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Venice, the Piazzetta looking South from the basilica di San Marco with the Biblioteca and a crowd gathered to watch a Commedia dell'arte performance,

Venice, the Piazzetta looking South from the basilica di San Marco with the Biblioteca and a crowd gathered to watch a Commedia dell'arte performance,
oil on canvas
48 ¹/₈ x 63 ¹/₂ in. (122.3 x 161.3 cm.)
Annie Cottenet Schermerhorn (1857-1926), wife of John Innes Kane (1850-1913), by whom bequeathed to the following,
The Cooper Union Museum, New York, by whom sold at the following,
Anonymous sale [The Property of an American Institution]; Sotheby's, London, 26 March 1969, lot 23, as Luca Carlevarijs, (£15,000, to Marshall).
with Colnaghi, London, 1974.
Private collection, Switzerland, by summer 1978.
Anonymous sale; Sotheby's, London, 16 July 1980, lot 129, as Luca Carlevarijs.
Anonymous sale [The Property of a Gentleman]; Christie's London, 24 May 1991, lot 74 as Luca Carlevarijs, for £451,000, where acquired by the seller at the following,
Anonymous sale; Sotheby's, London, 5 July 2017, lot 23, where acquired by the present owner.
R. Palluchini, 'Due Vedute del Carlevarijs', Studi di Storia dell'Arte in onore di Vittorio Viale, Turin, 1967, pp. 52-56, fig. 1, as Luca Carlevarijs.
A. Rizzi, Luca Carlevarijs, Venice, 1967, pp. 63 and 92, fig. 153, as a collaborative work with unspecified collaborator.
R. Palluchini, 'Schede Venete Settecentesche', Arte Veneta, XXV, Venice 1971, pp. 163-64, note 20, as Luca Carlevarijs.
E. Martini, La Pittura del Settecento Veneto, Udine, 1982, p. 489, note 116, as Luca Carlevarijs.
I. Reale, 'Gio. Richter, svezzese, scolare di Luca Carlevariis', Luca Carlevarijs e la veduta veneziana del Settecento, exh. cat., Milan, 1994, pp. 118, 120 and 126, notes 15, 17 and 24, fig. 9, as Johann Richter.
Sarasota, John and Mable Ringling Museum of Art, An Exhibition of Reflections of The Italian Comedy, 21 January-23 February 1951, no. 17, as Luca Carlevarijs.
Toronto, Art Gallery of Toronto; Ottawa, National Gallery of Canada; and Montreal, Museum of Fine Arts, 17 October 1964-28 February 1965, Canaletto, no. 131, as Luca Carlevarijs, with catalogue entry by W.G. Constable.
London, Colnaghi, Exhibition of Old Master Paintings, 21 May-22 June 1974, no. 1, as Luca Carlevarijs.
Pfäffikon, Seedamm-Kulturzentrum; and Geneva, Musée d'Art et d'Histoire, 18 June-5 November 1978, Art vénitien en Suisse et au Liechtenstein, no. 158, as Luca Carlevarijs.

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Lot Essay

This view shows one of the most celebrated sights of Venice, the Piazzetta, looking south, flanked by the Basilica di San Marco on the left and Jacopo Sansovino's Libreria on the right, with the two monumental twin columns on which stand statues of the Lion of Saint Mark and Saint Theodore, Venice’s patron saints.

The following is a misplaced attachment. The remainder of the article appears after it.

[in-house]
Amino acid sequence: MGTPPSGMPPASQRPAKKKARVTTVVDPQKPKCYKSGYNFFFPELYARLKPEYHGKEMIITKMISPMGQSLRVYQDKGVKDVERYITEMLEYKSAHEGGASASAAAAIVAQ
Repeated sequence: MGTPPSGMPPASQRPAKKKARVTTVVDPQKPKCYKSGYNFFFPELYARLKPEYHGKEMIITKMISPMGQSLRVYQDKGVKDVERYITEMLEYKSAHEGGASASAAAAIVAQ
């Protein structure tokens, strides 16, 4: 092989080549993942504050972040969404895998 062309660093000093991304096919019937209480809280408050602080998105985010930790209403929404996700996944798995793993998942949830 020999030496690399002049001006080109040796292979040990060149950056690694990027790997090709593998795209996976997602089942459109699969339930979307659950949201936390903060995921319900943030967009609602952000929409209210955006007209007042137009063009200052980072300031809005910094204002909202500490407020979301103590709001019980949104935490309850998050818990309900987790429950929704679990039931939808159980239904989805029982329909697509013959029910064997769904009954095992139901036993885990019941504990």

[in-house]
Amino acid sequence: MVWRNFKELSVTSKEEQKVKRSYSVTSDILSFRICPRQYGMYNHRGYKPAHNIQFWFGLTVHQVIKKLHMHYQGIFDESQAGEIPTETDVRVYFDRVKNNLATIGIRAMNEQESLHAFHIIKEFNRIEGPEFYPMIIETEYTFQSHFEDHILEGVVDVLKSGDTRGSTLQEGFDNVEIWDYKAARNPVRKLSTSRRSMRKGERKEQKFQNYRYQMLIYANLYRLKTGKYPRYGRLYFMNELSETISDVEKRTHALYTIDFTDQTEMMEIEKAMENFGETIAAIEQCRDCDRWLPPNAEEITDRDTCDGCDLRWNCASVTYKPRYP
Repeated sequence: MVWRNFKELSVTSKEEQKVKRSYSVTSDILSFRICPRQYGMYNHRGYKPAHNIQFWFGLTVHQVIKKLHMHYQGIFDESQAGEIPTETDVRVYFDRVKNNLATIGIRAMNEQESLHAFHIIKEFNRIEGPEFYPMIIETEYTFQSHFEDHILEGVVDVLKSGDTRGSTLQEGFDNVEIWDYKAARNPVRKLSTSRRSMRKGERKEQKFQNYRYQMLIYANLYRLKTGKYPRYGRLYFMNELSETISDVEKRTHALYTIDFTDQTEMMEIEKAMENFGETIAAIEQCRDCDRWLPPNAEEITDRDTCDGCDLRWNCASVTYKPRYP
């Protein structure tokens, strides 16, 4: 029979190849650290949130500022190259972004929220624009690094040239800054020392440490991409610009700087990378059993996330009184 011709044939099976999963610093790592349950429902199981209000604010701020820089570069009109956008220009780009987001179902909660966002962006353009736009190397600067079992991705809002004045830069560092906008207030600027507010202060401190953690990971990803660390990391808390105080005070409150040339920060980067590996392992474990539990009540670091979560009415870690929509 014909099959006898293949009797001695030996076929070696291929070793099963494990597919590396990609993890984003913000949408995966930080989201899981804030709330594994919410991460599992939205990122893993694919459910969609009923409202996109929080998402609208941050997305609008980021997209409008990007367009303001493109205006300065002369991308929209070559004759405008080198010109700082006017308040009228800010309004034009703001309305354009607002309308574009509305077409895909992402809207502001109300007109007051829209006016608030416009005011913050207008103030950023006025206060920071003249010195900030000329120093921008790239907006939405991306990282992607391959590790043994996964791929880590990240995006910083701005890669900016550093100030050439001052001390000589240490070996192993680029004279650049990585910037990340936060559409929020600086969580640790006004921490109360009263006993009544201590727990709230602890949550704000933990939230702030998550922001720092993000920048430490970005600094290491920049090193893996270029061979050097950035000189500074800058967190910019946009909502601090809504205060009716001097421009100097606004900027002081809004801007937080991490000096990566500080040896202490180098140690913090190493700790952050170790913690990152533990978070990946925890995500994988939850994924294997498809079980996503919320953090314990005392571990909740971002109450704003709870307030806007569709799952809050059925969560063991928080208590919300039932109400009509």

Like the accompanying canvas, this picture corresponds closely to an engraving after Richter by Bernhard Vogel. It too is extended from the mise-en-scène presented in the engraving, with a further four bays of Sansovino’s Libreria on the right, and an additional two arches of the basilica on the left. Again, the arrangement of the staffage largely corresponds, with a temporary stage set up on the left in front of the Palazzo Ducale before which a throng of figures is gathered, thinning out towards the Libreria, but the specific detail of the figures does not.

Also like the accompanying picture, there is a similar canvas that was also given by Rizzi to Carlevarijs with the help of a collaborator (Rizzi, op. cit., 1967, fig. 157). Though not reproduced by Reale, this too seems very likely by Richter and we can therefore say again that this particular compositional arrangement is exclusive to the Swedish painter. Unlike the view of the Piazzetta looking north-west, however, Carlevarijs did paint the Piazzetta from this precise viewpoint, albeit with different staffage. A painting from a Scottish private collection, which must date to a very similar moment in Richter’s career, was sold at Sotheby’s, London, 9 December 2009, lot 46. It shares a strikingly similar palette and brushwork and must surely have been executed only a short time before or after. Various figures recur, though in some cases with the colour of particular items of clothing changed: the lady seen from behind wearing yellow on top and blue beneath, almost directly between the two columns and talking to a masked gentleman who leans in towards her, can be seen at the left of the principal figure group in the ex-Scottish work, though there she wears a red, rather than a blue skirt.

The engravings by Vogel are labelled, described and identified in four different languages (Latin, Italian, French and German) which is indicative of the wide circulation they were intended to have.

Rizzi (op. cit., 1967) observes that both this and the view of the Piazzetta looking north-west bore the apocryphal signature: 'Antonio Canaletto'.